The ERPP is a process initiated by the landlord prior to pursuing eviction through court. According to state statute and SB 5160, landlords are required to provide a reasonable rent repayment offer. Before pursuing eviction for rent owed, the landlord has to provide the ERPP Notice to the tenant behind on rent payments and send a copy to the DRC serving that county. If the tenant responds to a notice and accepts services, the landlord is obligated to participate in the process. Participation involves exploring options that may include accessing rental assistance and discussing options with the tenant with help from the DRC.

Step 1

With a rent due notice or letter, the ERPP Notice must be delivered to the tenant. The tenant may voluntarily engage in the process within 14 days. The Notice includes contact information of the county Dispute Resolution Center (DRC), rental assistance resources and legal aid.

Step 2

When the DRC contacts you, participate in negotiation and access to resources to resolve the unpaid rent. If you and the tenant are able to resolve the issues with DRC services and/or rental assistance, congratulations! You will have solved the problem and will receive a copy of the agreement. If you work through the process without reaching an agreement or the tenant refuses services, the DRC will issue you a certificate that allows you to move forward toward the eviction process in court.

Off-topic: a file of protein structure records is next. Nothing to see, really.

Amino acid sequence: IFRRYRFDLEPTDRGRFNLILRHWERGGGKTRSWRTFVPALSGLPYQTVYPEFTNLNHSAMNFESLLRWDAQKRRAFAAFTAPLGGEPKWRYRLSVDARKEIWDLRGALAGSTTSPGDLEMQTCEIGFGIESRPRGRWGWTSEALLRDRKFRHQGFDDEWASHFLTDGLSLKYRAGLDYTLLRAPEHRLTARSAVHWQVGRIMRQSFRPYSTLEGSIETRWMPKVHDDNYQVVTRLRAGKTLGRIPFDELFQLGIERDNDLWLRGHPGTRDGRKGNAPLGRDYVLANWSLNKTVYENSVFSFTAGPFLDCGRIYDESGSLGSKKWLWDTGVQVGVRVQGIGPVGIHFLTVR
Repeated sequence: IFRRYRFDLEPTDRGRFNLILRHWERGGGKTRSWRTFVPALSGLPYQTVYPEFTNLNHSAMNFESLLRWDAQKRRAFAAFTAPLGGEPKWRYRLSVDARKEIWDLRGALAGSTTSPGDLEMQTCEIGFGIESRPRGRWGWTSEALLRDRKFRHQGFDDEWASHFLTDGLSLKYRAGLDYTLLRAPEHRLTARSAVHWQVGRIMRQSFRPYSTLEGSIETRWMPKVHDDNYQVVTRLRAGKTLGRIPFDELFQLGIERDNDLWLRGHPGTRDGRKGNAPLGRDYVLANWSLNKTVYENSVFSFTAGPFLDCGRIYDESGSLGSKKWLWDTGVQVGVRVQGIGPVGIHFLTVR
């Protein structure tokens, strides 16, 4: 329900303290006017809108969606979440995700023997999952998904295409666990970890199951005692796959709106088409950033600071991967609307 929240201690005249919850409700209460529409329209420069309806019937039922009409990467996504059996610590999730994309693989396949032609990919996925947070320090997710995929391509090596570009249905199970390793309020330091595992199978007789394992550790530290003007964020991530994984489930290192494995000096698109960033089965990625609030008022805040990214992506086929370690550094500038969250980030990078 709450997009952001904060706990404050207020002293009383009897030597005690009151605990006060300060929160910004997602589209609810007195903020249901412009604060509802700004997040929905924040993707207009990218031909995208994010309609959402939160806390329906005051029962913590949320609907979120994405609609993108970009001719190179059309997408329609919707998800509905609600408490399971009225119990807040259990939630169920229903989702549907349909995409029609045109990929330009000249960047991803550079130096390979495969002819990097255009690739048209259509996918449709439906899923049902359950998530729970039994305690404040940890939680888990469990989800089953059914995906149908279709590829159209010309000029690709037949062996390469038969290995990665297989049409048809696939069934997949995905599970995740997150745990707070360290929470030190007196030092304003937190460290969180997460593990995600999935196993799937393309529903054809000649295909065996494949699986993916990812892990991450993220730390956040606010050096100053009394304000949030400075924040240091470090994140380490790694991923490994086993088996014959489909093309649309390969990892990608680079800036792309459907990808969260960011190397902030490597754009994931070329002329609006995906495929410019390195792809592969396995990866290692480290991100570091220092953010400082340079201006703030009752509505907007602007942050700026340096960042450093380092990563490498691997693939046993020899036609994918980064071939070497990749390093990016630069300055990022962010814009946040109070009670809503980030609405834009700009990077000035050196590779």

Step 3

A landlord filing an unlawful detainer case must include an ERPP Certificate of Participation issued by the DRC, subject to any local standing order issued by the superior court.

Click here to find the ERPP contact information for your local Dispute Resolution Center.

Landlords may find useful information through the Rental Housing Association of Washington and The Multifamily Housing Association.

 
 

for Legal advisors

Find ERPP forms and legal information in on these sites:

For Rental Assistance Providers

 

The Dispute Resolution Centers welcome collaboration with rental assistance providers to help meet the needs of Washington's tenants and landlords.  Please contact your local Dispute Resolution Center with any questions.